The foxglove is a very ornamental plant that is easily naturalized in the semi-shade of a woodland.
The flowers are very attractive to bees.
This species is commonly used by herbalists, whereas D. lanata is more commonly grown for supplying the pharmaceutical industry.
A good companion plant, it stimulates the growth of nearby plants, growing well with pine trees.
An infusion of the plant prolongs the life of cut flowers. Root crops growing near this plant store better.
An apple-green dye is obtained from the flowers.
Plants are hardy to about -25°c.
Warning: All parts of the plant are highly poisonous.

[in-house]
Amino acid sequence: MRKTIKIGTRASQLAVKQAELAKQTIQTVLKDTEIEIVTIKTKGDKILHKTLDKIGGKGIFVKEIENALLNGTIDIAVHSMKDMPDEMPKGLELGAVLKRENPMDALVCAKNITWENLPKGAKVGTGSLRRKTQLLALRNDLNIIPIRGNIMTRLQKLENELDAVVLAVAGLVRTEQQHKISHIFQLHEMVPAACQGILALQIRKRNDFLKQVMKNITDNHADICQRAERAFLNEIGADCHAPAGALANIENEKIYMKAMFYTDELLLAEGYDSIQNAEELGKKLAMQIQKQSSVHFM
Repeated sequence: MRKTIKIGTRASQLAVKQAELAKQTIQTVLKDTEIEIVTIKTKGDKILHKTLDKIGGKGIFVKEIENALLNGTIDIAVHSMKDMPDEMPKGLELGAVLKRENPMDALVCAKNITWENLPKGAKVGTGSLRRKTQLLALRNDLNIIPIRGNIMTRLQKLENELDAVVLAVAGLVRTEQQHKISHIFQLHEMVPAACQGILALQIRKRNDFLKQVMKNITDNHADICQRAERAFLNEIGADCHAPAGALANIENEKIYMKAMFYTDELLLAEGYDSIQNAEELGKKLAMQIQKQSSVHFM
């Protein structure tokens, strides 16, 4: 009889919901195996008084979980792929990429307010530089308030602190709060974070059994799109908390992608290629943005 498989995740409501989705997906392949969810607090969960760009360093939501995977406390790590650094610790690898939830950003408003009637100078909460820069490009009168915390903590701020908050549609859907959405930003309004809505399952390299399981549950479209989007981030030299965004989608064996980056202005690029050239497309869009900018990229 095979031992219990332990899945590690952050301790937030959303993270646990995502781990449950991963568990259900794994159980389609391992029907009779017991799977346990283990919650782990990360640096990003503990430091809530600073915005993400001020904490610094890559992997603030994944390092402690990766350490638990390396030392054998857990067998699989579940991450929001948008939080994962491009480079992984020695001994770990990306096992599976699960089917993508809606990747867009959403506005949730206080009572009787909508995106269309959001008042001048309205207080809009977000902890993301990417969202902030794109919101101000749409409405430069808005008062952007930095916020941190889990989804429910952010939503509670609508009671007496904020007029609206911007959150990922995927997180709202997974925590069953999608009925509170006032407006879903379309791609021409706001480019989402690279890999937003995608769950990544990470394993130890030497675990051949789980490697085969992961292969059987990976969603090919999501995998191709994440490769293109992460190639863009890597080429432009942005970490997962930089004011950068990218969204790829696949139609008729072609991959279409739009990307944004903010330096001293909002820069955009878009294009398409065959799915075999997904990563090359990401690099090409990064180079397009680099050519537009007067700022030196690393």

Easily grown in ordinary garden soil, especially if it is rich in organic matter. Prefers a light dry soil in semi-shade but succeeds in full sun if the soil is moist. Grows well in acid soils.
Surface sow early spring in a cold frame. The seed usually germinates in 2 - 4 weeks at 20°c. When they are large enough to handle, prick the seedlings out into individual pots and plant them out in the summer. If you have sufficient seed it can be sown outdoors in situ in the spring or autumn.